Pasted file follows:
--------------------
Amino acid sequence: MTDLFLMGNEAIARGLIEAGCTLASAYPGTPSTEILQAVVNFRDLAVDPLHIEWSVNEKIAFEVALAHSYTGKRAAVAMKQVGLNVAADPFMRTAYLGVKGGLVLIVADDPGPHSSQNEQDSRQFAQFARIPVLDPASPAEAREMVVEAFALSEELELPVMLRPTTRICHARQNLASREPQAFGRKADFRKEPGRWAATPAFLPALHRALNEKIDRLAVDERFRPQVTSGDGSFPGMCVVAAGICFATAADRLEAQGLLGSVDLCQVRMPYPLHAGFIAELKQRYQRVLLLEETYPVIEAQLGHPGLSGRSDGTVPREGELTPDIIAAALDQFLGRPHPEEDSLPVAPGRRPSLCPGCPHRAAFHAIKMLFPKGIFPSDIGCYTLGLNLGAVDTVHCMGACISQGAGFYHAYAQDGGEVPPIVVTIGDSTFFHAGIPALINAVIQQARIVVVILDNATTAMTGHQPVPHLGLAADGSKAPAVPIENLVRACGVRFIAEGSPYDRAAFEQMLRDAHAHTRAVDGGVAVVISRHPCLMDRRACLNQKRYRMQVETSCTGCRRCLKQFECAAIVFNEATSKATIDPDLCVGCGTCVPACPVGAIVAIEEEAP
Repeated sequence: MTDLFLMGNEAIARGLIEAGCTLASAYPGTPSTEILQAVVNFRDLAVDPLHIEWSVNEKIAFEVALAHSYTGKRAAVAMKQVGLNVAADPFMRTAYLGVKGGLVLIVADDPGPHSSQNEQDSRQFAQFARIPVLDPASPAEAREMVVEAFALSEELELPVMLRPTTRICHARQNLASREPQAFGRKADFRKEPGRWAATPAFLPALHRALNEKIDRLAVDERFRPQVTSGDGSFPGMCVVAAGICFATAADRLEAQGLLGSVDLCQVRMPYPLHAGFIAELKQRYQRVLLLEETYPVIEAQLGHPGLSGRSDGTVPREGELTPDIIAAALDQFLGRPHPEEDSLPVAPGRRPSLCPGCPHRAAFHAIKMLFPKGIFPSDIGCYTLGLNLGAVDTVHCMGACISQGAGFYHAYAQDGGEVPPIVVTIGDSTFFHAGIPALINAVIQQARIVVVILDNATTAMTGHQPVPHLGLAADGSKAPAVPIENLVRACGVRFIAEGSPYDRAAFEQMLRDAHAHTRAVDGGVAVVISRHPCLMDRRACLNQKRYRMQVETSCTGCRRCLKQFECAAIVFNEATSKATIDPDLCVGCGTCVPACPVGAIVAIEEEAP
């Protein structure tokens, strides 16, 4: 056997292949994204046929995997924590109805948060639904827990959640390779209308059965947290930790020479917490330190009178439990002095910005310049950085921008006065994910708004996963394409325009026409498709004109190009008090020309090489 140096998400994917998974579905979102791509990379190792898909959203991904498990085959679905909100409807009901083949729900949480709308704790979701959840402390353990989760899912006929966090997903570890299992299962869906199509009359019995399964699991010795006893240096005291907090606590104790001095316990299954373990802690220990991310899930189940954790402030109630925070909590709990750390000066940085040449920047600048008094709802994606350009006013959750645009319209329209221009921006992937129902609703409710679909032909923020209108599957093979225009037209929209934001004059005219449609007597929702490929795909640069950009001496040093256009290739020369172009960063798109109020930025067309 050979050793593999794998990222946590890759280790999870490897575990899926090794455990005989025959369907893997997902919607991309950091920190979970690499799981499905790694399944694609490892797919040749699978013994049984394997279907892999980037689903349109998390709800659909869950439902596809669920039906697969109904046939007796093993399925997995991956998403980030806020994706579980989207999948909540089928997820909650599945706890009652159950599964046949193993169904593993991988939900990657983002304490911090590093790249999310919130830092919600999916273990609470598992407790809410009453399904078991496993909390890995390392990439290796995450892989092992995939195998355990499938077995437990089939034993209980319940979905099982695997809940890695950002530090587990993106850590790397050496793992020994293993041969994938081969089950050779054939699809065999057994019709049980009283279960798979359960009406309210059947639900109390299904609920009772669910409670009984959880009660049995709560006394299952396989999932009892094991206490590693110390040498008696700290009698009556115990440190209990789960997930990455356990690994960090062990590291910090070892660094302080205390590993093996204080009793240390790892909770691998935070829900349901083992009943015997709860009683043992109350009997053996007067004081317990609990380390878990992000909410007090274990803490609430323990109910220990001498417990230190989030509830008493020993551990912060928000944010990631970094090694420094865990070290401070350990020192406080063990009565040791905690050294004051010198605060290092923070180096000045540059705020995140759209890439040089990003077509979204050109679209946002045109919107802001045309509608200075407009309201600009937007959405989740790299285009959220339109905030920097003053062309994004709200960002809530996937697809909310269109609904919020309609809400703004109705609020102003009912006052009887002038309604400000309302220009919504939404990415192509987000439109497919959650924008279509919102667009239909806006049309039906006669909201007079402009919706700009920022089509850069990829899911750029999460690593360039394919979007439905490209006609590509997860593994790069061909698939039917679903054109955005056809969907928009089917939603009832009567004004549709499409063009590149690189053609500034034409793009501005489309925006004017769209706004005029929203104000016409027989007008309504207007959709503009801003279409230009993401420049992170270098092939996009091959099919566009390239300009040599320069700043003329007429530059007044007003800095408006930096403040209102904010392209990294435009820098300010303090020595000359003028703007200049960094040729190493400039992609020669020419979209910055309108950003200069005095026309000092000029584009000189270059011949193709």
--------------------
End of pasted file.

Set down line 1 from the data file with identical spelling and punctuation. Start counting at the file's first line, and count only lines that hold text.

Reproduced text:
Amino acid sequence: MTDLFLMGNEAIARGLIEAGCTLASAYPGTPSTEILQAVVNFRDLAVDPLHIEWSVNEKIAFEVALAHSYTGKRAAVAMKQVGLNVAADPFMRTAYLGVKGGLVLIVADDPGPHSSQNEQDSRQFAQFARIPVLDPASPAEAREMVVEAFALSEELELPVMLRPTTRICHARQNLASREPQAFGRKADFRKEPGRWAATPAFLPALHRALNEKIDRLAVDERFRPQVTSGDGSFPGMCVVAAGICFATAADRLEAQGLLGSVDLCQVRMPYPLHAGFIAELKQRYQRVLLLEETYPVIEAQLGHPGLSGRSDGTVPREGELTPDIIAAALDQFLGRPHPEEDSLPVAPGRRPSLCPGCPHRAAFHAIKMLFPKGIFPSDIGCYTLGLNLGAVDTVHCMGACISQGAGFYHAYAQDGGEVPPIVVTIGDSTFFHAGIPALINAVIQQARIVVVILDNATTAMTGHQPVPHLGLAADGSKAPAVPIENLVRACGVRFIAEGSPYDRAAFEQMLRDAHAHTRAVDGGVAVVISRHPCLMDRRACLNQKRYRMQVETSCTGCRRCLKQFECAAIVFNEATSKATIDPDLCVGCGTCVPACPVGAIVAIEEEAP